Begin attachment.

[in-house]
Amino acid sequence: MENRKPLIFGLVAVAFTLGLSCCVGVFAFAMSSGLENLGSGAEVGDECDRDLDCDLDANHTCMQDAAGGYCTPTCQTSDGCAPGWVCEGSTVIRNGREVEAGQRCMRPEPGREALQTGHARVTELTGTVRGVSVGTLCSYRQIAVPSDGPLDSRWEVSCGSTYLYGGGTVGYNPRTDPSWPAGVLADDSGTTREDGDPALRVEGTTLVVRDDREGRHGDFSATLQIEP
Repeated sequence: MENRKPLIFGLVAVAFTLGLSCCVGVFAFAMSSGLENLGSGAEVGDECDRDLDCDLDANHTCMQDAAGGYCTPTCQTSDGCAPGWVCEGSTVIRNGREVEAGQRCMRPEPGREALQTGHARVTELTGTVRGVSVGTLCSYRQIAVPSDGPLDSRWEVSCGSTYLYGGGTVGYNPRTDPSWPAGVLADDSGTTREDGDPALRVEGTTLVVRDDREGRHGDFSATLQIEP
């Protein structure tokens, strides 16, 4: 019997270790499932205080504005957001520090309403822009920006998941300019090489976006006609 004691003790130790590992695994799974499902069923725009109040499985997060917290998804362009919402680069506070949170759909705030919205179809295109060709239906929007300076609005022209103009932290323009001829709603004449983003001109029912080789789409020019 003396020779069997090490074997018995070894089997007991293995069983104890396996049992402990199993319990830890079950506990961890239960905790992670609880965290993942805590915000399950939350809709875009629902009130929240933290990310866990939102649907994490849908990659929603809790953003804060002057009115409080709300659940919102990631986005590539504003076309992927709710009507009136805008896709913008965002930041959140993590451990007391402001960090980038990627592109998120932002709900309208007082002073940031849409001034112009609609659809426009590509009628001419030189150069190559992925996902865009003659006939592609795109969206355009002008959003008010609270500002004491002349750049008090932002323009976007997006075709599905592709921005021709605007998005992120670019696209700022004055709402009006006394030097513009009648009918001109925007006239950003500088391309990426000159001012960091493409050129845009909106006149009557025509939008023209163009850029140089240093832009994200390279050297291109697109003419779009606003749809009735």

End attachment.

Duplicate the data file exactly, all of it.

[in-house]
Amino acid sequence: MENRKPLIFGLVAVAFTLGLSCCVGVFAFAMSSGLENLGSGAEVGDECDRDLDCDLDANHTCMQDAAGGYCTPTCQTSDGCAPGWVCEGSTVIRNGREVEAGQRCMRPEPGREALQTGHARVTELTGTVRGVSVGTLCSYRQIAVPSDGPLDSRWEVSCGSTYLYGGGTVGYNPRTDPSWPAGVLADDSGTTREDGDPALRVEGTTLVVRDDREGRHGDFSATLQIEP
Repeated sequence: MENRKPLIFGLVAVAFTLGLSCCVGVFAFAMSSGLENLGSGAEVGDECDRDLDCDLDANHTCMQDAAGGYCTPTCQTSDGCAPGWVCEGSTVIRNGREVEAGQRCMRPEPGREALQTGHARVTELTGTVRGVSVGTLCSYRQIAVPSDGPLDSRWEVSCGSTYLYGGGTVGYNPRTDPSWPAGVLADDSGTTREDGDPALRVEGTTLVVRDDREGRHGDFSATLQIEP
């Protein structure tokens, strides 16, 4: 019997270790499932205080504005957001520090309403822009920006998941300019090489976006006609 004691003790130790590992695994799974499902069923725009109040499985997060917290998804362009919402680069506070949170759909705030919205179809295109060709239906929007300076609005022209103009932290323009001829709603004449983003001109029912080789789409020019 003396020779069997090490074997018995070894089997007991293995069983104890396996049992402990199993319990830890079950506990961890239960905790992670609880965290993942805590915000399950939350809709875009629902009130929240933290990310866990939102649907994490849908990659929603809790953003804060002057009115409080709300659940919102990631986005590539504003076309992927709710009507009136805008896709913008965002930041959140993590451990007391402001960090980038990627592109998120932002709900309208007082002073940031849409001034112009609609659809426009590509009628001419030189150069190559992925996902865009003659006939592609795109969206355009002008959003008010609270500002004491002349750049008090932002323009976007997006075709599905592709921005021709605007998005992120670019696209700022004055709402009006006394030097513009009648009918001109925007006239950003500088391309990426000159001012960091493409050129845009909106006149009557025509939008023209163009850029140089240093832009994200390279050297291109697109003419779009606003749809009735």